Good luck and have fun.


ps you may want to search and read threads on patch lube and cleaning procedures. Getting up to speed on these procedures will make it much more enjoyable.

August 13, 2008, 07:18 AM
Also mark the ramrod when the barrel is empty and clean to you can tell when the barrel is empty and clean. Good if you are talking and hafta think "Did I put powder in here already?"

August 13, 2008, 07:27 AM
Great info guys , many Thanks. But as usual I have another question,do I try to remove the barrel when cleaning?

August 13, 2008, 07:31 AM
Most people, I believe, do not remove the barrel of a Kentucky rifle for cleaning, but I do. It's certainly something you do by taking your time and with a good deal of care. If you have the time and don't mind the effort I'd recommend it; if not you're better off cleaning with the barrel in place.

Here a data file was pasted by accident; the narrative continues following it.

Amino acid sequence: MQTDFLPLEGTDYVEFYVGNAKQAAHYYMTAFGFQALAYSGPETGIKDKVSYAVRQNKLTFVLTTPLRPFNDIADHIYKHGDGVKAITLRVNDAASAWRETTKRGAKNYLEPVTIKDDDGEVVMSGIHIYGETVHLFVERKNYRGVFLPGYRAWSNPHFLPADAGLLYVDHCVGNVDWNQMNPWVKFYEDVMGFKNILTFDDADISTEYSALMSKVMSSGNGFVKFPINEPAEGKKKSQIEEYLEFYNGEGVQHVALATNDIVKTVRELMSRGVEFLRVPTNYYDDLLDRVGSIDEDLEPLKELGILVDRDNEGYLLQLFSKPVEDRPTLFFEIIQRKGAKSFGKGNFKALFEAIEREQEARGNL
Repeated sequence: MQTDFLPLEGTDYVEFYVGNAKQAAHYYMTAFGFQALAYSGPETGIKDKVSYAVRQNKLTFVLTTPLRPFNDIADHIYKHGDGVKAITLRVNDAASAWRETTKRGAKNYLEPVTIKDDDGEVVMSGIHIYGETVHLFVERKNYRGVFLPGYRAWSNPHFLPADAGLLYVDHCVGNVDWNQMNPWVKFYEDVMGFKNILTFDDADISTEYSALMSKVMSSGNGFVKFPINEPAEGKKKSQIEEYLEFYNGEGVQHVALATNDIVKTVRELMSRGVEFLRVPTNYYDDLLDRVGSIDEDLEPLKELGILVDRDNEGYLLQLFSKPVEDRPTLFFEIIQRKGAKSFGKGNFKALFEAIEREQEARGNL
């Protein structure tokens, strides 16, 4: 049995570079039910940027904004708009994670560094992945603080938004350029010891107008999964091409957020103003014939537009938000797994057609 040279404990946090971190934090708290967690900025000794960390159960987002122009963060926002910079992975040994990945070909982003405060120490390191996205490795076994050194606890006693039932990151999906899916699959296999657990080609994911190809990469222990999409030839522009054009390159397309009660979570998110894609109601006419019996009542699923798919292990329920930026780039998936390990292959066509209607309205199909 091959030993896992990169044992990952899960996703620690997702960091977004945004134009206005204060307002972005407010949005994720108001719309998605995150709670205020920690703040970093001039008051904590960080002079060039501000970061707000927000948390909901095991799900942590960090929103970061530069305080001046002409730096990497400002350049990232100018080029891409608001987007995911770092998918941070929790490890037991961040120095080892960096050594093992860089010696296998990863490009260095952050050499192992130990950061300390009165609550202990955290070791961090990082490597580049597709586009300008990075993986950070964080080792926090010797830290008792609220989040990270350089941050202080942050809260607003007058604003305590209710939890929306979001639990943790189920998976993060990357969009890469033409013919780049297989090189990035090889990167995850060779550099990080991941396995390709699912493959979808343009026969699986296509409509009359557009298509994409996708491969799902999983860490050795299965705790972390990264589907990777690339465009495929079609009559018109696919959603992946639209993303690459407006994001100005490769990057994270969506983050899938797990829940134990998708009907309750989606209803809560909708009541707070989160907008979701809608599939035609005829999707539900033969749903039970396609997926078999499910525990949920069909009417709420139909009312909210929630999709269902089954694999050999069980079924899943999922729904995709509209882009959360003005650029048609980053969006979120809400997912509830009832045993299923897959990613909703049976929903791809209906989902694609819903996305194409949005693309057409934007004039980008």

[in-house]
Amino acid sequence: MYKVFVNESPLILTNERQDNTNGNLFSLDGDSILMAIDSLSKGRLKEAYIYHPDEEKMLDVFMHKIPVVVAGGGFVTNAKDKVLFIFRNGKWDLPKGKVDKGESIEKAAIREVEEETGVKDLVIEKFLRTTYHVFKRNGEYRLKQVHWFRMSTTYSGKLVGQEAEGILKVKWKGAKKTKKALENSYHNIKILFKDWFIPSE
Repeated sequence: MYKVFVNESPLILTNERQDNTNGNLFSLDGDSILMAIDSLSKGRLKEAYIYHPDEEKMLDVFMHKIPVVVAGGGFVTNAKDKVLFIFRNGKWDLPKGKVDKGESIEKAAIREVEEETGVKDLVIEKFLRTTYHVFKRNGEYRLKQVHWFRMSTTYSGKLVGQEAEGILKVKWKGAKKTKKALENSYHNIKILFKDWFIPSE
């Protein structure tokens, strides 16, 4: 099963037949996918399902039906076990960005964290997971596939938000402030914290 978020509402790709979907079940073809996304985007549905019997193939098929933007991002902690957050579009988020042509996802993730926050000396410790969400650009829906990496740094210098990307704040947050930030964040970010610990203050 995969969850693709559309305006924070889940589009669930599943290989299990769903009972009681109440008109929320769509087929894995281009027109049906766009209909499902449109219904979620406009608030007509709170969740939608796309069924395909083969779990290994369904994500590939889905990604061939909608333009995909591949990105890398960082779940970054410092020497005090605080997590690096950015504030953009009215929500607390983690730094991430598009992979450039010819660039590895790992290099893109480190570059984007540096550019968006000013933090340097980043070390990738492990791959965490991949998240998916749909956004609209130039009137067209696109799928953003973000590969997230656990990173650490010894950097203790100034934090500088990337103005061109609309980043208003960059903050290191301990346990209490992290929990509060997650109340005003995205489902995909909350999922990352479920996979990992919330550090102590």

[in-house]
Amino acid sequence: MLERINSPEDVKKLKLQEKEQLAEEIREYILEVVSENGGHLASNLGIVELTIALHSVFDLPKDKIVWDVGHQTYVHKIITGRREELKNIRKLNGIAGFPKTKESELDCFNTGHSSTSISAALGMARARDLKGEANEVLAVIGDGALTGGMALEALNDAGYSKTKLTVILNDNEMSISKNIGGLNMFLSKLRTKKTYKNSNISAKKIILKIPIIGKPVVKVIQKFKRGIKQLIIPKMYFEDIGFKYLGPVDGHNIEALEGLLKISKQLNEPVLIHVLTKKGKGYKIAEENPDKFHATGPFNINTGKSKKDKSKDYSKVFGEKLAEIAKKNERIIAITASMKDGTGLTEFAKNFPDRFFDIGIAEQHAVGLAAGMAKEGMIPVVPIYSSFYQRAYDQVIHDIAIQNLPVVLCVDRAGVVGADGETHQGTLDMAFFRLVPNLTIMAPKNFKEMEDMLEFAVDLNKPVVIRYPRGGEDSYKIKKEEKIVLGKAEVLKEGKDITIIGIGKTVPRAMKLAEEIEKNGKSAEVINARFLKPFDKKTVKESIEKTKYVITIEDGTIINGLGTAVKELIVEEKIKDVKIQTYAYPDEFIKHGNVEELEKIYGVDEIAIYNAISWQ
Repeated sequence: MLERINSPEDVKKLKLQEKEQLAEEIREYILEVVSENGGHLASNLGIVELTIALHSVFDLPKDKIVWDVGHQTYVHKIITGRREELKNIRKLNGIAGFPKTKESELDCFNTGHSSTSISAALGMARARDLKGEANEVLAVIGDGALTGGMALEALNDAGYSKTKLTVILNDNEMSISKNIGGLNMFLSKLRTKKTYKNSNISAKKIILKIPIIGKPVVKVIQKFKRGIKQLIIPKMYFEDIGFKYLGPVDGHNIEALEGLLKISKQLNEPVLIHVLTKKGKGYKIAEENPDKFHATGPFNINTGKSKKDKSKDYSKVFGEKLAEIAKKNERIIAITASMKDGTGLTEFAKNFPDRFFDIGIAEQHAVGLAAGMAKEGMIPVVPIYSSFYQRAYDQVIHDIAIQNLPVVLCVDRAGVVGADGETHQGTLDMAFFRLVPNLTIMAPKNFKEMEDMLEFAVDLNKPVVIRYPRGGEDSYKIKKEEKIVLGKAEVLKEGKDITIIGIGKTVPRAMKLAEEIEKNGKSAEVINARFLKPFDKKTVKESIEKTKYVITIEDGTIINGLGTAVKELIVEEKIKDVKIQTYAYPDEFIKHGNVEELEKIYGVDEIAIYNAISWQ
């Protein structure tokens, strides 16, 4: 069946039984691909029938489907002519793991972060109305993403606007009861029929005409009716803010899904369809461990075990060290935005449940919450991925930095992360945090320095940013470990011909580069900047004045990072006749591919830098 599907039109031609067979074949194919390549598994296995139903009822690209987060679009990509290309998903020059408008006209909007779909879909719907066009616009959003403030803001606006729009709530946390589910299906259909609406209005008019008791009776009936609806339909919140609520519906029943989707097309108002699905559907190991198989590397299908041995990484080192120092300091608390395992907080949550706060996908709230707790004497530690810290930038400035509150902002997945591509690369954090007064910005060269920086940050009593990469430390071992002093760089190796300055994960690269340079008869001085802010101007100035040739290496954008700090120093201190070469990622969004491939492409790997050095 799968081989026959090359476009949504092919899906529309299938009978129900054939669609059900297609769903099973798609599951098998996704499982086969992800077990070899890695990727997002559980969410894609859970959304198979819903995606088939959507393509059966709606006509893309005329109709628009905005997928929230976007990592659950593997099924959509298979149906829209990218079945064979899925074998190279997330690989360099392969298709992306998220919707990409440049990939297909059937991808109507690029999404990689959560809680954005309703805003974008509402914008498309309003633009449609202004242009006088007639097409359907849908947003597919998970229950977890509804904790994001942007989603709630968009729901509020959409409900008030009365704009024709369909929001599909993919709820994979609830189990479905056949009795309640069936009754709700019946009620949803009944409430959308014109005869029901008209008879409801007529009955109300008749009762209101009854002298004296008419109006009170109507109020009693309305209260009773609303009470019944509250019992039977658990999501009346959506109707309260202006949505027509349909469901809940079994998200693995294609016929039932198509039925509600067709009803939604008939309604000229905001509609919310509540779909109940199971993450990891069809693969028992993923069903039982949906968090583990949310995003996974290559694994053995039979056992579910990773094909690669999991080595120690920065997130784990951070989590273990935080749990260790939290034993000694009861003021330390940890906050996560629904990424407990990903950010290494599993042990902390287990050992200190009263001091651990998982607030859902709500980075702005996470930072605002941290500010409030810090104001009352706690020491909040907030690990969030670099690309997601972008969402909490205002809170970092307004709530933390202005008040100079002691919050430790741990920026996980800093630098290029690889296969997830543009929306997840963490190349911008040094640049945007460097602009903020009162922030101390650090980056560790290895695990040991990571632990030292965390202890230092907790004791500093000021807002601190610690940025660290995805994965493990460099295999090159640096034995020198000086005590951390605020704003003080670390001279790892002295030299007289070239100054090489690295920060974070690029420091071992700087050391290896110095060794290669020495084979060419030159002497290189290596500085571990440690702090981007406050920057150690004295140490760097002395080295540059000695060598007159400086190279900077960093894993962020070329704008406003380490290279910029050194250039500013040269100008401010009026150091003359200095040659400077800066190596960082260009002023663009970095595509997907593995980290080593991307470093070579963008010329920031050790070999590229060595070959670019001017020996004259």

August 13, 2008, 09:16 AM
I have a cleaning attachment I got from Dixie Gun Works which is just a plastic hose fixed onto a fitting which threads into the barrel after the drum and nipple is removed. With the hose end submerged in hot water, you can pump it in and out of the barrel with your patched cleaning rod.

I prefer to remove the barrels on my rifles for cleaning but my Kentucky style rifle doesn't lend itself easily to barrel removal, being attached with small pins, so the attachment allows cleaning without damaging the stock.

August 13, 2008, 09:44 AM
ok I will look for that attachment from DGW,also changed my mind about a brass ram rod I'm going with delrin, I found i can make one for less than ten bucks.